Canadian auto assembly has been on the decline for 17 years, slipping from 17 per cent of all North American vehicle assembly in 1999 to under 13 per cent last year
The union, which represents more than 23,000 auto workers in Canada, heralded the settlements hours after it reached a tentative agreement with Ford, concluding its negotiations with the so-called Detroit Three.
“This has been a real home run,” Unifor president Jerry Dias said in an interview Tuesday.
“This is the first time in over decade that we are going to see a real reversal of the fortunes of the auto industry here in Canada.”
Heading into bargaining talks, the union made clear that its primary goal was to secure investment from the automakers in their Canadian operations. Dias had expressed concerns about the ebbing away of jobs from Canada to jurisdictions such as Mexico and the southern U.S., where labour and electricity costs are cheaper.
The deal Unifor struck last month with General Motors marked a turning point when the company agreed to move some engine production from Mexico to St. Catharines, Ont.
“Who would have believed when we kicked off 2016 bargaining that we would have had product moving from Mexico and going to the GM plant in St. Catharines?” Dias said.
“It’s unheard of. It’s always been the other way around—Canadian jobs going to Mexico.”
However, automotive expert Tony Faria said the commitments secured during the negotiations don’t create new jobs or new facilities, they merely stem the loss of existing jobs and facilities.
Canadian auto assembly has been on the decline for 17 years, slipping from 17 per cent of all North American vehicle assembly in 1999 to under 13 per cent last year, according to Faria.
In that time Canada has lost over 50,000 automotive jobs and four assembly plants, Faria said.
“What has been accomplished in these auto talks is that we have maybe stopped the bleeding and held on to our existing facilities, which is certainly something we had to do,” said Faria, who serves as the director of the office of automotive research at the University of Windsor’s Odette School of Business.
“As to whether it’s done anything more than that, we’ll have to wait and see.”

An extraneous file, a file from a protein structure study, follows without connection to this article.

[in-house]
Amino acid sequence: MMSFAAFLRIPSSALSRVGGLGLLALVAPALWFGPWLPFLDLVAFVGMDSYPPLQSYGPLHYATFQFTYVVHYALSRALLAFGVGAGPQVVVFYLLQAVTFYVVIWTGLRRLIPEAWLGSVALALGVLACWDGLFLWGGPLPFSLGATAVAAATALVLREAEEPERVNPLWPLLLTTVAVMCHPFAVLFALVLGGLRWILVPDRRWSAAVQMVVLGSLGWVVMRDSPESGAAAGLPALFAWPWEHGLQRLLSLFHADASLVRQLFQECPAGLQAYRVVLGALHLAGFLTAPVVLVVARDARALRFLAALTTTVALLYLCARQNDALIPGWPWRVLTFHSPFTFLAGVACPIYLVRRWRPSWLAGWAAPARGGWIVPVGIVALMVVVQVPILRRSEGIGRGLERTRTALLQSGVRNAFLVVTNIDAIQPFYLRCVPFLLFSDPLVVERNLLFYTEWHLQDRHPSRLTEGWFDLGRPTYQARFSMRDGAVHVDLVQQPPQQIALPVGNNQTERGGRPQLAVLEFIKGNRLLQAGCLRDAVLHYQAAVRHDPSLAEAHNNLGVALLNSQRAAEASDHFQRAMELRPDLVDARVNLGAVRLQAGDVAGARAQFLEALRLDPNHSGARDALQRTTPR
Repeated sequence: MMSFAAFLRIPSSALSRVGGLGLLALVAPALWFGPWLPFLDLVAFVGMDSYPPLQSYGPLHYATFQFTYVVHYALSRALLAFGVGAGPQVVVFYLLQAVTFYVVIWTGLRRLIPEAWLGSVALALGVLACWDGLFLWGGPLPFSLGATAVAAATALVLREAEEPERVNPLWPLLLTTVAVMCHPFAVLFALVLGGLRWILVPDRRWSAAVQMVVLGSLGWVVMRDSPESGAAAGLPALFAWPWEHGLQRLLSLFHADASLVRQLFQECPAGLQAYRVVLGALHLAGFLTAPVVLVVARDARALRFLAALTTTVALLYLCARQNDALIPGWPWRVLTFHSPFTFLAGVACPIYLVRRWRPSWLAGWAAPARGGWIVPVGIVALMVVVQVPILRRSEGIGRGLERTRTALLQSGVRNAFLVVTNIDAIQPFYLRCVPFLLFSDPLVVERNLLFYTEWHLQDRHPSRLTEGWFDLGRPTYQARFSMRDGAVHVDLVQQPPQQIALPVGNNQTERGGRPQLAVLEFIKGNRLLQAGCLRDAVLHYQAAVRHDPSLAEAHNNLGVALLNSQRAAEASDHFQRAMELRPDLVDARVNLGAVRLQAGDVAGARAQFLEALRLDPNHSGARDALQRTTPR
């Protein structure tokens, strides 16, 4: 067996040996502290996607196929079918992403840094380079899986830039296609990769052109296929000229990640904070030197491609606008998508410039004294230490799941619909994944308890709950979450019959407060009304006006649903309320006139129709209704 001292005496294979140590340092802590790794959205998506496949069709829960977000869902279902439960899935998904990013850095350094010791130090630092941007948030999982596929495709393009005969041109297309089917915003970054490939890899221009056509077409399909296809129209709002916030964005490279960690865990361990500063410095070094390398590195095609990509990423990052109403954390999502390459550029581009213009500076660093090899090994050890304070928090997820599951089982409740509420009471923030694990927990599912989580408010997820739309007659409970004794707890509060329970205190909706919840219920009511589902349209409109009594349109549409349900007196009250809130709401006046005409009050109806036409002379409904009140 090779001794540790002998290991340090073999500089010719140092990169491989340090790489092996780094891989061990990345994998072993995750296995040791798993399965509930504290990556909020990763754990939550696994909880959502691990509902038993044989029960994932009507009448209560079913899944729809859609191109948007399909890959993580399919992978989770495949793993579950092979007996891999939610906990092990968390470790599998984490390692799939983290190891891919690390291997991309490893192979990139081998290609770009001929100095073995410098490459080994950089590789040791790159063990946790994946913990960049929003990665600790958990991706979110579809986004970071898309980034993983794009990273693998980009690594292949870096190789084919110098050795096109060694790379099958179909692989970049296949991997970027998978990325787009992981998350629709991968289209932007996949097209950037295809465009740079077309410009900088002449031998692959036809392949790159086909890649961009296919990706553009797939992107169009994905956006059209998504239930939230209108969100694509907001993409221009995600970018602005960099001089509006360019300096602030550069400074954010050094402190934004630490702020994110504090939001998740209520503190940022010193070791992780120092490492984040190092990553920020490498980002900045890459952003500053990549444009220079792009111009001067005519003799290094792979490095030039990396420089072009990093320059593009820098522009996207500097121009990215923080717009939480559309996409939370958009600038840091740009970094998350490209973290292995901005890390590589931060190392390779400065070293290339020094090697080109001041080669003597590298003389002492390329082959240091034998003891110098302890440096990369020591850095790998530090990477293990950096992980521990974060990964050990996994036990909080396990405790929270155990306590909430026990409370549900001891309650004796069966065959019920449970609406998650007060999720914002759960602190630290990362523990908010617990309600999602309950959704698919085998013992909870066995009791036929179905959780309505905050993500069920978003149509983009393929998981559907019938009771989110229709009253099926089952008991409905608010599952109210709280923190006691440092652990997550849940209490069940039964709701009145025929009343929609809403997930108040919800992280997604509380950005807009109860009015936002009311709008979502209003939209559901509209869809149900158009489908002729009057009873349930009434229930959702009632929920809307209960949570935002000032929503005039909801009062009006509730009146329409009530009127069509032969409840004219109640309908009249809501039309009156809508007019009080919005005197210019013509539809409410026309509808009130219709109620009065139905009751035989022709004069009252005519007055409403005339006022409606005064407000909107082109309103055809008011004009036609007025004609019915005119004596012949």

The negotiations with Ford were the toughest of the three, the union said, but they resulted in a deal that, if approved during ratification votes on Saturday and Sunday, will see the automaker devote $700 million to its Canadian facilities.
Dias said the “overwhelming majority” of that investment will go to one of its two engine plants in Windsor, Ont.
A Ford Canada spokeswoman said in an email that the company would not discuss the tentative agreement until after the workers had a chance to review and vote on it.
Unifor was seeking a deal similar to those it reached with General Motors and Fiat Chrysler in pattern bargaining that began in the summer.
Both Fiat Chrysler and General Motors have agreed to invest $554 million each in their Canadian operations.
Dias said a number of factors came together to allow Unifor to negotiate such favourable agreements, including the resolve among members to go on strike and the low Canadian dollar, which benefits Canadian manufacturing and exports.
“The stars were all aligned,” Dias said. “We just needed to make sure that we brought it home, and we did.”
Brad Duguid, Ontario’s minister of economic development, said it wasn’t long ago that experts were predicting that the province would lose assembly and engine plants.
In an interview, the minister noted the provincial government is in talks with Ford and General Motors with regards to government grants.
“We fully expect that a prerequisite to these investments will be some form of government financial support,” Duguid said.